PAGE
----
Mere Christianity by C.S. Lewis
I’m agnostic, but I’ve long had a mild interest in C.S. Lewis; I think it dates back to seeing Shadowlands on A&E 20 years ago. I liked the Anthony Hopkins version of C.S. Lewis a whole lot. I’m not sure I like the C.S. Lewis version of C.S. Lewis, at least not based on this book. It’s a series of essays based on radio speeches he gave during World War II, espousing his view of Christianity and faith. Unfortunately, I find Lewis’ prose style irritating (in a kind of priggish British way; other readers probably have more patience for Britishisms than I do). Furthermore, his arguments, coming from ostensibly a noted thinker, are flimsy and lacking in rigorous logic. I was willing to be convinced (to a point); I just don’t think Lewis was that good at convincing. Also, the book is kind of sexist and at one point homophobic (he refers to “the perverted desire of a man for a man”). Now, I know this was written more than 70 years ago, but still; there existed people – writers and Christians included – who weren’t homophobic and sexist, and so it’s hard for me to give Lewis much of a pass. Also, for someone who is preoccupied (to a fault, in my mind) with humility and self-abnegation, Lewis is awfully sure of what God thinks on just about everything. I gave this a D.
The Guernsey Literary and Potato Peel Pie Society by Mary Ann Shaffer and Annie Barrows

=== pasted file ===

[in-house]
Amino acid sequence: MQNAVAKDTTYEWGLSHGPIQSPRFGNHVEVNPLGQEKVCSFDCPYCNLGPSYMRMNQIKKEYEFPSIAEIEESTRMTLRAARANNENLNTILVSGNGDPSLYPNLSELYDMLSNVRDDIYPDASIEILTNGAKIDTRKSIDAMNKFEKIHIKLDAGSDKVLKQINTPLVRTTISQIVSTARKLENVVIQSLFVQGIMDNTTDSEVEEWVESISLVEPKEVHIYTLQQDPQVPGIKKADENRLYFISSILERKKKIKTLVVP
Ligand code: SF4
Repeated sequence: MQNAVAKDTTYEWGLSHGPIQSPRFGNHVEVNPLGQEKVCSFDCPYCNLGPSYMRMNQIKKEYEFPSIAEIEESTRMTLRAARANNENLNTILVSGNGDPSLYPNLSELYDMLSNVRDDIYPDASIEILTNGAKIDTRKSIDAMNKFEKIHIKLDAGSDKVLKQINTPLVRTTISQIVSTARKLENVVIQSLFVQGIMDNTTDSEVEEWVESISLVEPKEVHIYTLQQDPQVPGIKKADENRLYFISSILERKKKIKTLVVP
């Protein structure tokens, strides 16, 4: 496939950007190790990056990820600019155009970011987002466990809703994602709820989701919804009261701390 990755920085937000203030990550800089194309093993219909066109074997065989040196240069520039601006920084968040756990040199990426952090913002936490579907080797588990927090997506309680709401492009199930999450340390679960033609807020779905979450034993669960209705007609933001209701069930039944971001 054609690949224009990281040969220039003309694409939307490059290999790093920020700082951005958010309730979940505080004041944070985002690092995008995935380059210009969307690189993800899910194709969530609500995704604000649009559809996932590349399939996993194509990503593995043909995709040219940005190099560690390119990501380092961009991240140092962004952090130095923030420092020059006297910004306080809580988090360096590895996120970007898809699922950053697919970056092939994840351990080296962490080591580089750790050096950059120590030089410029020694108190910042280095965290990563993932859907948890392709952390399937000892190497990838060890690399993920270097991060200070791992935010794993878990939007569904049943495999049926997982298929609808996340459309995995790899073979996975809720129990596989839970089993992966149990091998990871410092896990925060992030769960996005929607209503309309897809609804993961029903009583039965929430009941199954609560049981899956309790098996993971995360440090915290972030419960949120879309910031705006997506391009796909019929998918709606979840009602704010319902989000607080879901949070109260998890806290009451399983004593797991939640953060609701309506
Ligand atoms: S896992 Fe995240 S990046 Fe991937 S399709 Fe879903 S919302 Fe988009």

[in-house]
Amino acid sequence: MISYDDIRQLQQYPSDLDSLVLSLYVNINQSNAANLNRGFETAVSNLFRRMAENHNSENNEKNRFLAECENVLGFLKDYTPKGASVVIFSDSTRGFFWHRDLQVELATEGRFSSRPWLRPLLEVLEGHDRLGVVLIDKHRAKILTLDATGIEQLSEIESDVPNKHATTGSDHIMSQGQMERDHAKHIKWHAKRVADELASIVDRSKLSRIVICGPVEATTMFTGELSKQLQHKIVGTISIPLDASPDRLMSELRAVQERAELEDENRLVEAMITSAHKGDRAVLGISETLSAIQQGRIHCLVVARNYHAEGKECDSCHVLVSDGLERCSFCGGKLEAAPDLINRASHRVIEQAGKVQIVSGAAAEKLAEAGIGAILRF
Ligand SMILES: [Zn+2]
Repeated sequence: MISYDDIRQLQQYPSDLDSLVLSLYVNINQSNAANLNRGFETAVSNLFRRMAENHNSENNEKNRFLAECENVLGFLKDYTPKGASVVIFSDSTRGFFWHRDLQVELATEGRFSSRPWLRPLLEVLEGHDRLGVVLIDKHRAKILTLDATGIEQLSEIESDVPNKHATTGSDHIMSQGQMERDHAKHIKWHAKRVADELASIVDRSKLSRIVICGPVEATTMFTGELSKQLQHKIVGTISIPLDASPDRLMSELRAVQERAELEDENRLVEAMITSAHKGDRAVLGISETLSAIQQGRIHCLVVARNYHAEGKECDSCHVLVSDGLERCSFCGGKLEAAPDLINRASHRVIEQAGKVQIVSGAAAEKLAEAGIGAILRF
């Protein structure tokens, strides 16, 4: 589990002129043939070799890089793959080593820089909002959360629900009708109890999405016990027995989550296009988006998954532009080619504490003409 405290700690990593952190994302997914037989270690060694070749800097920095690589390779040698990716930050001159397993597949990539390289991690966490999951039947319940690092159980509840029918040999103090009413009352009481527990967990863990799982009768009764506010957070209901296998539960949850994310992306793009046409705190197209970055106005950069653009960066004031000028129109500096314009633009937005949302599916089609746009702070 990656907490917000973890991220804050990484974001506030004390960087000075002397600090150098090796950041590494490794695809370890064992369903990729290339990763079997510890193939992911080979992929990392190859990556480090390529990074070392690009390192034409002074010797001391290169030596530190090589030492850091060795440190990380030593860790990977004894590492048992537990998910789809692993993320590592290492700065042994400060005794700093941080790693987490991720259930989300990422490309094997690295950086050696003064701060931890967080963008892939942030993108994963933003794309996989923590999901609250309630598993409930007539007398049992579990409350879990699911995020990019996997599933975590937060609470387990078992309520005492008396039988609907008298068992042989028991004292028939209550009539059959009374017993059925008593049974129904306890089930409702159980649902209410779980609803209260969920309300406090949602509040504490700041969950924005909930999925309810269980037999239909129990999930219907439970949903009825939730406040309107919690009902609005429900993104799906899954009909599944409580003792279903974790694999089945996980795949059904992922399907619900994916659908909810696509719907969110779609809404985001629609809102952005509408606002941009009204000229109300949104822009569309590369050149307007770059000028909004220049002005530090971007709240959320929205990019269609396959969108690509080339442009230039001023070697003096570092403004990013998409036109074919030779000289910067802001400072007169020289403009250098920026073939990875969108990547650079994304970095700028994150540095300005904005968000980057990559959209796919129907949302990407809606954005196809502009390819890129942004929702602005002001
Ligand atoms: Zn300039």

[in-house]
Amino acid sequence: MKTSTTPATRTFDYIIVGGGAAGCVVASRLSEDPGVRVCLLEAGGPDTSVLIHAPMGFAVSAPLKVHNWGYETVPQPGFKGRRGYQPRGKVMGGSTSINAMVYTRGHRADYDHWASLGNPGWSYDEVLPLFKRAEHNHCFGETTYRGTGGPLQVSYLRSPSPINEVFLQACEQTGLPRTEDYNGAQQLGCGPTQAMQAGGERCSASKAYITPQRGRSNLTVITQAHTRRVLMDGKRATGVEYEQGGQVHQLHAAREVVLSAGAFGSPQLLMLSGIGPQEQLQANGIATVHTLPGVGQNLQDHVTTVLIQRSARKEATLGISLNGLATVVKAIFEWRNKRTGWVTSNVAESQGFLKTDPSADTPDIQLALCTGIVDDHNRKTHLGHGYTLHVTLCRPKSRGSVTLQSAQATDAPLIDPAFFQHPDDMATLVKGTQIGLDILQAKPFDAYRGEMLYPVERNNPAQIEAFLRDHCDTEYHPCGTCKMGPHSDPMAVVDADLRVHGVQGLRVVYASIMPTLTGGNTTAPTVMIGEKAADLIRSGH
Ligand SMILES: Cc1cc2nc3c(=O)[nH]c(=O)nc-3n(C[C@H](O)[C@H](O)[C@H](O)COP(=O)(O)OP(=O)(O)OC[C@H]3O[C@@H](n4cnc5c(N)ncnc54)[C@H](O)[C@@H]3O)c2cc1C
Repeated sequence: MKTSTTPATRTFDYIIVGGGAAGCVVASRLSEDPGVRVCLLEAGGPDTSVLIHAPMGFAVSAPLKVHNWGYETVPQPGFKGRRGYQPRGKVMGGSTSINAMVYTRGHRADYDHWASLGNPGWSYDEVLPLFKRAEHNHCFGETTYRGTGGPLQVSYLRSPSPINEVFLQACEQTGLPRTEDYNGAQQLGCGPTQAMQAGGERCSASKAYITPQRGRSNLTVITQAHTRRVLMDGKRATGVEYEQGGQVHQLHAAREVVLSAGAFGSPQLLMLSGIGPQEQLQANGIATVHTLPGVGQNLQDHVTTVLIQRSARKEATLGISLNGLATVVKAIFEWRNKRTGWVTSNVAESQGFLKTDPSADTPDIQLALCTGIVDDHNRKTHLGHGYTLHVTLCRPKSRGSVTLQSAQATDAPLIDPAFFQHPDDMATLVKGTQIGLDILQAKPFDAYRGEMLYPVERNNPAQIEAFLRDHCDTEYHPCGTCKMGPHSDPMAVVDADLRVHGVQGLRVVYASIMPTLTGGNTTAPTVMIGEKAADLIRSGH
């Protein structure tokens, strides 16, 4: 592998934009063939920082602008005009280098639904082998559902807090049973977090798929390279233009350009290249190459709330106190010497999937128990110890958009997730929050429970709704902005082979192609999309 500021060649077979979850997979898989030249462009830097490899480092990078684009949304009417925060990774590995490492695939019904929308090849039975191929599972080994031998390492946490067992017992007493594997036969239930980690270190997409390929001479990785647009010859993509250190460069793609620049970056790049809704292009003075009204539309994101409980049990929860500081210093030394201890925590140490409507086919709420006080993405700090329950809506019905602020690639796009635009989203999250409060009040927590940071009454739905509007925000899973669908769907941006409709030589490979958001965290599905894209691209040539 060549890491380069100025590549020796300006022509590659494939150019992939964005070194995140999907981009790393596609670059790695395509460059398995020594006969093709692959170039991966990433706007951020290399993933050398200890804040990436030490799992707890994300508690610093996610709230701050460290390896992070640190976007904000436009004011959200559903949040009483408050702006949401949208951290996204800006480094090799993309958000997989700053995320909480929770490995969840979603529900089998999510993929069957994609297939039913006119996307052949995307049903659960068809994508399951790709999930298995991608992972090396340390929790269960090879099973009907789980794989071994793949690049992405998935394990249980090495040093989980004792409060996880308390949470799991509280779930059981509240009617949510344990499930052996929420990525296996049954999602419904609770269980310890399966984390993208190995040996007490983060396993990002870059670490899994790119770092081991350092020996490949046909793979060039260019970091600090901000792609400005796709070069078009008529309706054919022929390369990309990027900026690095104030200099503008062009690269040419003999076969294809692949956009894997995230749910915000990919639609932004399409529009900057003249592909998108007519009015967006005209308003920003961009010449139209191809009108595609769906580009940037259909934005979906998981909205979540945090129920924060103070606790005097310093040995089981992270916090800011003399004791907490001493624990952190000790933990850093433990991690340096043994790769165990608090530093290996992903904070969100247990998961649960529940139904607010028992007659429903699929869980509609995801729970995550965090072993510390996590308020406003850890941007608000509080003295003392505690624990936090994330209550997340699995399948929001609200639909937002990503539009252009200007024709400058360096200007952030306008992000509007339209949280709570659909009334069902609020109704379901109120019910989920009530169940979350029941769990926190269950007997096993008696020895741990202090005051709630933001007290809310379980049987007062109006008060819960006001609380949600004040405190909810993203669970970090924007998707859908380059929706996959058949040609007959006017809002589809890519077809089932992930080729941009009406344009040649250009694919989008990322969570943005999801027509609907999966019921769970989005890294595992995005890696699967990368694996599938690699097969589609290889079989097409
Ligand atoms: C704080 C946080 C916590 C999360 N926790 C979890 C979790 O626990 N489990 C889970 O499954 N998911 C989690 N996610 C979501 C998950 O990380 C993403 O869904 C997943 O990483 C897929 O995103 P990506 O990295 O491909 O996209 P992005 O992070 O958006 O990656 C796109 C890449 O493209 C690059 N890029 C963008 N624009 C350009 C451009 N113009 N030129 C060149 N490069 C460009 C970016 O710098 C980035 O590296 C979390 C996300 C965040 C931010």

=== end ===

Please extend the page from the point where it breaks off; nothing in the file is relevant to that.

I remember that I saw this book everywhere when it first came out, but I dismissed it due to the title, which I thought excessively twee. Still, somewhere along the line, I managed to acquire a copy, and now, several years later, I’ve finally picked it up. It’s actually quite good (I’m only about half-way through) – it’s an epistolary novel set in England after World War II. The majority of the correspondence is between a London writer, Juliet Ashton, and the residents of Guernsey who made up the titular group. The society formed during the war almost by accident – as a way to avoid punishment by the Germans for being caught out after curfew. (Guernsey was occupied by the Germans during the war, a fact I was unaware of. But then, pretty much all I know about Guernsey is that it has cows.) Novels told through letters can be a hard sell – the device is often distancing, and the way information is conveyed can feel awkward or improbable. This book mostly avoids those flaws, at least so far, and I’m finding the characters really interesting.